Myron Magnet, editor-at-large of City Journal, set himself no small task in writing his latest book. The Founders at Home is an intertwined series of biographies that, in his own words, “together help explain why the American Revolution, of all great revolutions, was the only successful one, resulting in two centuries and more of unexampled freedom and prosperity.” This, in contrast to the French Revolution, which, “illuminated by America’s example and Enlightenment thought, began in blissful optimism but collapsed into a blood-soaked tyranny much worse than the monarchy it deposed,” spawning a militarist police state under Napoleon Bonaparte that “roiled Europe and half the globe for over a decade with wars of grandiose imperial aggression that slew at least three million.”
And to what end? After a quarter century of turmoil, “[t]he Bourbon monarchy, minus the Enlightenment of its earlier incarnation, settled plumply back on its throne.” And let’s not forget the 20th century’s three yet bloodier and more destructive revolutions, in Russia, China, and Mexico, where, even now, people are still digging themselves out of the rubble.
In the early pages of this entertaining and illuminating book, Magnet hones in on a small but telling difference—a mere matter of a few words—that helps to explain why the American revolutionary experience transcended its roots in the English and European enlightenments, and avoided the disastrous excesses of subsequent revolutions:
The Founders…announced their nationhood by significantly changing John Locke’s catalog of natural rights. The shift began in the Virginia Declaration of Rights, in which George Mason emended Locke’s right to “Lives, Liberties and Estates” to “Life and Liberty, with the Means of acquiring and possessing Property, and pursuing and obtaining Happiness and Safety.” Two months later, Thomas Jefferson penned the final pithy formulation of “Life, Liberty and the pursuit of Happiness” in the Declaration of Independence. The pursuit of happiness! Who but the Americans made a revolution to vindicate the paramount right of each individual to try to make the most of his own effort as he sees fit?
That eternal pursuit, imperfect but unstoppable, continues to the present. It is a mixture of hope, persistence, and innate optimism reflected in little everyday ways as seemingly insignificant as that positive, quintessentially American admonition to “Have a nice day!” A key reason our revolution succeeded, Magnet argues, was its strictly limited scope: The Founders sought “only liberty, not equality and fraternity.” Theirs was a political revolution, not a social or economic one, probably only possible in a New World setting grounded in hope and not seething with “an Old-World intensity of social rancor or class rage.”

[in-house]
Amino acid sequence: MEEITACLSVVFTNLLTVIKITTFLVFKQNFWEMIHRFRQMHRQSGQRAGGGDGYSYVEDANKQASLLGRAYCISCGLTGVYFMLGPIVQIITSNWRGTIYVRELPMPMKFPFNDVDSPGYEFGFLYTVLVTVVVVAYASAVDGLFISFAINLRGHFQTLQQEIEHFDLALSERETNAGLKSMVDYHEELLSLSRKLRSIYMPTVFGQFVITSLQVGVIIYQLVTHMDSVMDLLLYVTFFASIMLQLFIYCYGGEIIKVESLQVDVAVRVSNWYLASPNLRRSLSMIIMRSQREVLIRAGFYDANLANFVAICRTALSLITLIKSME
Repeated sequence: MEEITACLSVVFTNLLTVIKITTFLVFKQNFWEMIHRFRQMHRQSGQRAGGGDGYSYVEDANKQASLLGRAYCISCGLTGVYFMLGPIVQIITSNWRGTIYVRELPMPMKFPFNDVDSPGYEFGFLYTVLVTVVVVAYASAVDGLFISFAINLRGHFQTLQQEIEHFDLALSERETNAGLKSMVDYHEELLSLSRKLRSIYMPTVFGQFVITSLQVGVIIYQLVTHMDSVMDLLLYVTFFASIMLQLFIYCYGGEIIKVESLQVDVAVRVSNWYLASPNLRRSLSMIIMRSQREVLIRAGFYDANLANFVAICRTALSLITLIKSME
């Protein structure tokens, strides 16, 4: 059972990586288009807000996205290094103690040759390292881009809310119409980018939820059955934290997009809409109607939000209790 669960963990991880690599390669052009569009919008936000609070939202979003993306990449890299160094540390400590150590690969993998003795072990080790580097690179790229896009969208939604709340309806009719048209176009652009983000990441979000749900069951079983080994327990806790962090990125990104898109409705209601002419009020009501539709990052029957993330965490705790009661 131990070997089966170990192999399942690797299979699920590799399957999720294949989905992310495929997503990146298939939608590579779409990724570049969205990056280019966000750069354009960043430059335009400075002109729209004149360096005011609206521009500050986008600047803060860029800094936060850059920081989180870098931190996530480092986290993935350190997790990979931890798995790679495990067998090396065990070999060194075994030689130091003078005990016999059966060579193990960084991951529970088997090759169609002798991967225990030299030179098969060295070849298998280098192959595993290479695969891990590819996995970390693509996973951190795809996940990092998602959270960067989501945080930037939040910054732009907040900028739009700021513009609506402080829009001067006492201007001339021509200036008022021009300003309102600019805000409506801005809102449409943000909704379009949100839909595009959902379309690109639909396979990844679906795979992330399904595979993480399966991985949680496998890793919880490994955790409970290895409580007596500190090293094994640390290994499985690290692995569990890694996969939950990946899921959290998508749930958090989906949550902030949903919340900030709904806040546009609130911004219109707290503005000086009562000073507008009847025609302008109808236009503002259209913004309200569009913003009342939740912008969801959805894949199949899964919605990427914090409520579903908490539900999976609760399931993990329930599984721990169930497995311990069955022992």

Which is not to say that the Founders thought and acted as one man. From the very beginning, there were serious divisions: Southern planters versus Northern financiers; wealthy landowners versus small yeoman farmers and frontiersmen; zealots, cranks, and opportunists versus enlightened pragmatists. But at every crucial juncture, common decency and common sense prevailed, and the concept of “a more perfect union” trumped regional, class, and religious differences among the best of our leaders. Indeed, if there is one paramount truth that readers will take from The Founders at Home, it is how extraordinarily lucky we were that the foremost of the enlightened pragmatists, George Washington, prevailed over flashier, more facile intellects of weaker character and judgment, both in war and in peace.
Magnet’s leitmotif as he recounts the lives and interactions of men as different as Thomas Jefferson, Alexander Hamilton, John Adams, James Madison, John Jay, and a large, colorful supporting cast, is to use the homes they lived in—and often built or rebuilt to their own specifications—as a point of entry into understanding their characters and their conduct. We learn how, often in tandem, they and their homes evolved over time.